• 31 million tons of plastic waste were generated in 2010, representing 12.4 percent of total MSW.
    • In 2010, the United States generated almost 14 million tons of plastics as containers and packaging, almost 11 million tons as durable goods, such as appliances, and almost 7 million tons as nondurable goods, for example plates and cups.
    • Only 8 percent of the total plastic waste generated in 2010 was recovered for recycling.
    • In 2010, the category of plastics which includes bags, sacks, and wraps was recycled at almost 12 percent.
    • Plastic bags are among the nondurable aspect which generates about 7 million tons.*
Five minutes of use doesn't really justify that amount of waste and the damaging effects it has on the environment. It got me thinking how a plastic bag's life was really in vain. It exists merely for the appearance of efficency, comfort, and convenience. I wished there was a way to redeem the use of the plastic bags from being something that was temporary to something that was more permanent but not in the global warming, end-of-world kind of permanent.
Then, I remembered vaguely that a friend mentioned to me that people were making yarn out of plastic bags. I thought initially that would make some ugly yarn, but it wasn't until I did some online research that plarn was not that bad with a little ingenuity. It is durable and extends the plastic bag's lifespan to something bordering on longterm. I decided to give it a whirl, and I was hooked (no pun intended).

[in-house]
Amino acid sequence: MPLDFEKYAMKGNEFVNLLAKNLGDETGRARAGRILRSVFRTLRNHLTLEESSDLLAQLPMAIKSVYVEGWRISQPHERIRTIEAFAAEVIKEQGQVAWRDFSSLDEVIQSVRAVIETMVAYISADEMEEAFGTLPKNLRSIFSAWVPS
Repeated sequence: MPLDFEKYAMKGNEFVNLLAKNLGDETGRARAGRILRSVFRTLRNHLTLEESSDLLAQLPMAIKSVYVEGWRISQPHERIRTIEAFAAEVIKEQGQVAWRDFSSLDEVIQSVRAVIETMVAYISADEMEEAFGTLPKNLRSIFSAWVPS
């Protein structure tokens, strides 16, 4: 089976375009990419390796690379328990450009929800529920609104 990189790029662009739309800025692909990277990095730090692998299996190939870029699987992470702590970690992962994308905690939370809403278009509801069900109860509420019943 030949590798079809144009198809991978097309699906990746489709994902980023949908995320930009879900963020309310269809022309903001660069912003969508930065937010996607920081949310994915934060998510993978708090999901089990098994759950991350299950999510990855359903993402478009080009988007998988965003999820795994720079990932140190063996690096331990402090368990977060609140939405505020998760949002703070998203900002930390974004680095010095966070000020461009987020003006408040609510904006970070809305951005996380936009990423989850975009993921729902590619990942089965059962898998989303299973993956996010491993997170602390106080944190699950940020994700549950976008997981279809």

I made a grocery bag for myself and used it constantly. People started to stop me in the street to ask me about my grocery bag. I told them how I made it. The intial response was "You should sell this!" At first I was incredulous. Why would anyone spend $30 on a bunch of plastic bags transformed into an elaborate plastic knot? It is a combination of three reasons:
  1. It is an investment in the future: These plastic bags don't end up in a landfill that would take thousands of years to decompose, but ends up being a useful part of a person's life. Yes, it is still serving the purpose of transporting your groceries or whatever purchases, but it can repeat its purpose over and over again. A singel plastic bag cannot accomplish this goal. A single plastic bag can only take so much abuse before the handle snaps.
  2. It is a fist bump to Mother Earth: This seems self-explanatory. The less plastic bags you obtain from the grocery store by using a reuseable bag means less production of flimsy plastic bags. Now plastic companies are still going to produce them, but being a able to convert your's or your neighbor's plastic bags into something more permanent will definitely reduce the amount of bags if you bring a reusable plarn bag to the store.